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Nominal Rigidities, Monetary Policy and Pigou Cycles

Author

Listed:
  • Stephane Auray

    (EQUIPPE (EA 4018), Universités Lille Nord de France (ULCO), GREDI, Université de Sherbrooke and CIRP\Eacute;E.)

  • Paul Gomme

    (Concordia University and CIREQ)

  • Shen Guo

    (China Academy of Public Finance and Public Policy, Central University of Finance and Economics, Beijing, China)

Abstract

Based on a two sector dynamic new Keynesian model with sticky prices, this paper makes two contributions to the Pigou cycle literature. First, the paper quantifies the contribution of `news shocks' -- signals of future productivity changes. Maximum likelihood estimates indicate that nondurable sector news shocks are roughly as volatile as contemporary shocks; in the durable good sector, the standard deviation of news shocks is 1/4 that of contemporaneous shocks. Second, and perhaps more importantly, the paper shows that the estimated interest rule contributes to Pigou cycles arising from nondurable sector news shocks. In particular, the Ramsey-optimal policy does not exhibit Pigou cycles while the estimated policy rule does. With sticky prices, intermediate good producers set current prices based on expected future marginal cost. The news shock implies a lower future marginal cost, and so nondurable goods prices start falling immediately. The estimated interest rate rule then prescribes a lower nominal interest rate, and so a fall in both the real interest rate and user cost of durables. As a result, purchases of durables also rise. In contrast, the Ramsey-optimal policy requires a higher nominal interest rate because the Ramsey policy attempts to minimize the distortions associated with within-sector price dispersion. The resulting dynamics under the Ramsey policy are, then, essentially the opposite of those under the estimated policy. Put simply, Pigou cycles arise in the model precisely because the central bank accommodates them.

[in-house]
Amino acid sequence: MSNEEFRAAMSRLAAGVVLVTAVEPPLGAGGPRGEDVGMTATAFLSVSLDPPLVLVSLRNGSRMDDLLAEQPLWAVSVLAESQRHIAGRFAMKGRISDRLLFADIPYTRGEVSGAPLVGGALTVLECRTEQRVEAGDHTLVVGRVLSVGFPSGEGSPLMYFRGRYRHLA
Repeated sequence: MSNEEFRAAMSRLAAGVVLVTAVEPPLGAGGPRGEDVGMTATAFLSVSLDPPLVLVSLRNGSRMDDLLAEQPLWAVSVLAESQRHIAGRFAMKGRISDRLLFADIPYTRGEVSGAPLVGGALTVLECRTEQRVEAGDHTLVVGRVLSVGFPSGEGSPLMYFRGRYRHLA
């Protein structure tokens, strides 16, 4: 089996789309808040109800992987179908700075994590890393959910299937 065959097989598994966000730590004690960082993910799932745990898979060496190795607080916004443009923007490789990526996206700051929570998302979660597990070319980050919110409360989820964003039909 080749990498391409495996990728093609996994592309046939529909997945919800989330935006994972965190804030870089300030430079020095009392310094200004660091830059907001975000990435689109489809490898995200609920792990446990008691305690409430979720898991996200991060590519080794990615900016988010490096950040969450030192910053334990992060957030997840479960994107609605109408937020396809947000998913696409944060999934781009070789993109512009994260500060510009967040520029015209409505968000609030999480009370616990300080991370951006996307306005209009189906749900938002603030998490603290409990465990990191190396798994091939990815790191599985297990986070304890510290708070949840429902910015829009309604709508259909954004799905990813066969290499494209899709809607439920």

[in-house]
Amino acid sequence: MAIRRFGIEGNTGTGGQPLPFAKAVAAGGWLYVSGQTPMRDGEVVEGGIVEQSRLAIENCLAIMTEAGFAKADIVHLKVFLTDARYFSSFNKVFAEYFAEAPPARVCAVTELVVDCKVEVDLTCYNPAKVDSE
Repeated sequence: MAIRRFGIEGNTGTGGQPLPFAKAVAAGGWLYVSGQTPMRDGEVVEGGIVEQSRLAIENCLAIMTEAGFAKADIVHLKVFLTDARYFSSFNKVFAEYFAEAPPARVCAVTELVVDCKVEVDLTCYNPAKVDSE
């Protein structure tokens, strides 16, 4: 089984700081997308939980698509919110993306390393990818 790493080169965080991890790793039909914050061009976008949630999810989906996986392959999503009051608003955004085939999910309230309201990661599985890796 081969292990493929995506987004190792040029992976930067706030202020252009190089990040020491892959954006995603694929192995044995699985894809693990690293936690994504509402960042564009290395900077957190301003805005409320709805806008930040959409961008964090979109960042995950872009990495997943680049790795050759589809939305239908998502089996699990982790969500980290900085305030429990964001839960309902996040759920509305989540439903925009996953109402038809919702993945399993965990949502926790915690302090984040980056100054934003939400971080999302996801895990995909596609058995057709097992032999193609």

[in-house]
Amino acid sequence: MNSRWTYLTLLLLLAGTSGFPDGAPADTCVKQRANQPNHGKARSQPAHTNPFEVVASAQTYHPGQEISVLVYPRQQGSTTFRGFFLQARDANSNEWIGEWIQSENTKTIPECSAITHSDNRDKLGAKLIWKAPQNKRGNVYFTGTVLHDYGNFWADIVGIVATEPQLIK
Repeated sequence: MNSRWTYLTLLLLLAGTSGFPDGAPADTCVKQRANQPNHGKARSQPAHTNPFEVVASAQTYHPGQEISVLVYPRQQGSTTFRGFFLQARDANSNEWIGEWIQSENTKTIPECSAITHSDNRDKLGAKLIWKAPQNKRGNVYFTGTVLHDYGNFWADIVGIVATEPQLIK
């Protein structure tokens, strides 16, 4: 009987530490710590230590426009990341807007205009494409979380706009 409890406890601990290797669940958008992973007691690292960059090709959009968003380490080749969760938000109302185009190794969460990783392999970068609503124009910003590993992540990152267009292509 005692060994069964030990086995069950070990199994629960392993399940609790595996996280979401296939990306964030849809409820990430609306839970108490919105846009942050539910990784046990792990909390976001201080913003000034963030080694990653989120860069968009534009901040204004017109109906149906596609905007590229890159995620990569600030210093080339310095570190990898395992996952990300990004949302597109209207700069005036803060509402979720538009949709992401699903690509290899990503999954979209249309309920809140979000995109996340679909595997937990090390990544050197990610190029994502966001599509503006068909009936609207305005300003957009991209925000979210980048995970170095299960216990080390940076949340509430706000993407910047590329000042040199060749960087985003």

Suggested Citation

  • Stephane Auray & Paul Gomme & Shen Guo, 2009. "Nominal Rigidities, Monetary Policy and Pigou Cycles," Working Papers 09005, Concordia University, Department of Economics, revised 06 Apr 2010.
  • Handle: RePEc:crd:wpaper:09005
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    File URL: http://paulgomme.github.io/Pigou.pdf
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    Cited by:

    1. Gomes, Sandra & Iskrev, Nikolay & Mendicino, Caterina, 2017. "Monetary policy shocks: We got news!," Journal of Economic Dynamics and Control, Elsevier, vol. 74(C), pages 108-128.
    2. Accolley, Delali, 2018. "Accounting for Busines Cycles in Canada: II. The Role of Money," MPRA Paper 85481, University Library of Munich, Germany.
    3. Fan, Haichao & Gao, Xiang & Xu, Juanyi & Xu, Zhiwei, 2016. "News shock, firm dynamics and business cycles: Evidence and theory," Journal of Economic Dynamics and Control, Elsevier, vol. 73(C), pages 159-180.
    4. Cantelmo, Alessandro & Melina, Giovanni, 2018. "Monetary policy and the relative price of durable goods," Journal of Economic Dynamics and Control, Elsevier, vol. 86(C), pages 1-48.
    5. Chen, Kaiji & Song, Zheng, 2013. "Financial frictions on capital allocation: A transmission mechanism of TFP fluctuations," Journal of Monetary Economics, Elsevier, vol. 60(6), pages 683-703.
    6. Paul Beaudry & Franck Portier, 2014. "News-Driven Business Cycles: Insights and Challenges," Journal of Economic Literature, American Economic Association, vol. 52(4), pages 993-1074, December.
    7. Born, Benjamin & Peter, Alexandra & Pfeifer, Johannes, 2013. "Fiscal news and macroeconomic volatility," Journal of Economic Dynamics and Control, Elsevier, vol. 37(12), pages 2582-2601.

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    More about this item

    Keywords

    Pigou cycles; monetary policy;

    JEL classification:

    • E3 - Macroeconomics and Monetary Economics - - Prices, Business Fluctuations, and Cycles
    • E5 - Macroeconomics and Monetary Economics - - Monetary Policy, Central Banking, and the Supply of Money and Credit
    • E4 - Macroeconomics and Monetary Economics - - Money and Interest Rates

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